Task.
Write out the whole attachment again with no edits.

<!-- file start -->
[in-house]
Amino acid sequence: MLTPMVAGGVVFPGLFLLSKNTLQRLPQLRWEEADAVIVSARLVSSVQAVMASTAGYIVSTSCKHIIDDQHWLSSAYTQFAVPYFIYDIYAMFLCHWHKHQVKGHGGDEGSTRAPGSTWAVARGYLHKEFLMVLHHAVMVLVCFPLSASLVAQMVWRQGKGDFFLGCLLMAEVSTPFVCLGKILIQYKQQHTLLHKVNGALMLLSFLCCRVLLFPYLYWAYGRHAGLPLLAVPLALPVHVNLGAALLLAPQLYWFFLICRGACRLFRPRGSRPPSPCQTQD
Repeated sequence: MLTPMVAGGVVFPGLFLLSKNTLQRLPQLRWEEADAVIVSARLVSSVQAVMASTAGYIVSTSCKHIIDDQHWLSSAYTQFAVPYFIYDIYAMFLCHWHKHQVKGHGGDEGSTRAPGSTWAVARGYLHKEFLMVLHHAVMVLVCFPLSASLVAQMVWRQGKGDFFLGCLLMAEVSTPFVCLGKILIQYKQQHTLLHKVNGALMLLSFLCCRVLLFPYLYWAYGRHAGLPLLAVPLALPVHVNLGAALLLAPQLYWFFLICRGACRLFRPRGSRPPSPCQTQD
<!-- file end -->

[in-house]
Amino acid sequence: MLTPMVAGGVVFPGLFLLSKNTLQRLPQLRWEEADAVIVSARLVSSVQAVMASTAGYIVSTSCKHIIDDQHWLSSAYTQFAVPYFIYDIYAMFLCHWHKHQVKGHGGDEGSTRAPGSTWAVARGYLHKEFLMVLHHAVMVLVCFPLSASLVAQMVWRQGKGDFFLGCLLMAEVSTPFVCLGKILIQYKQQHTLLHKVNGALMLLSFLCCRVLLFPYLYWAYGRHAGLPLLAVPLALPVHVNLGAALLLAPQLYWFFLICRGACRLFRPRGSRPPSPCQTQD
Repeated sequence: MLTPMVAGGVVFPGLFLLSKNTLQRLPQLRWEEADAVIVSARLVSSVQAVMASTAGYIVSTSCKHIIDDQHWLSSAYTQFAVPYFIYDIYAMFLCHWHKHQVKGHGGDEGSTRAPGSTWAVARGYLHKEFLMVLHHAVMVLVCFPLSASLVAQMVWRQGKGDFFLGCLLMAEVSTPFVCLGKILIQYKQQHTLLHKVNGALMLLSFLCCRVLLFPYLYWAYGRHAGLPLLAVPLALPVHVNLGAALLLAPQLYWFFLICRGACRLFRPRGSRPPSPCQTQD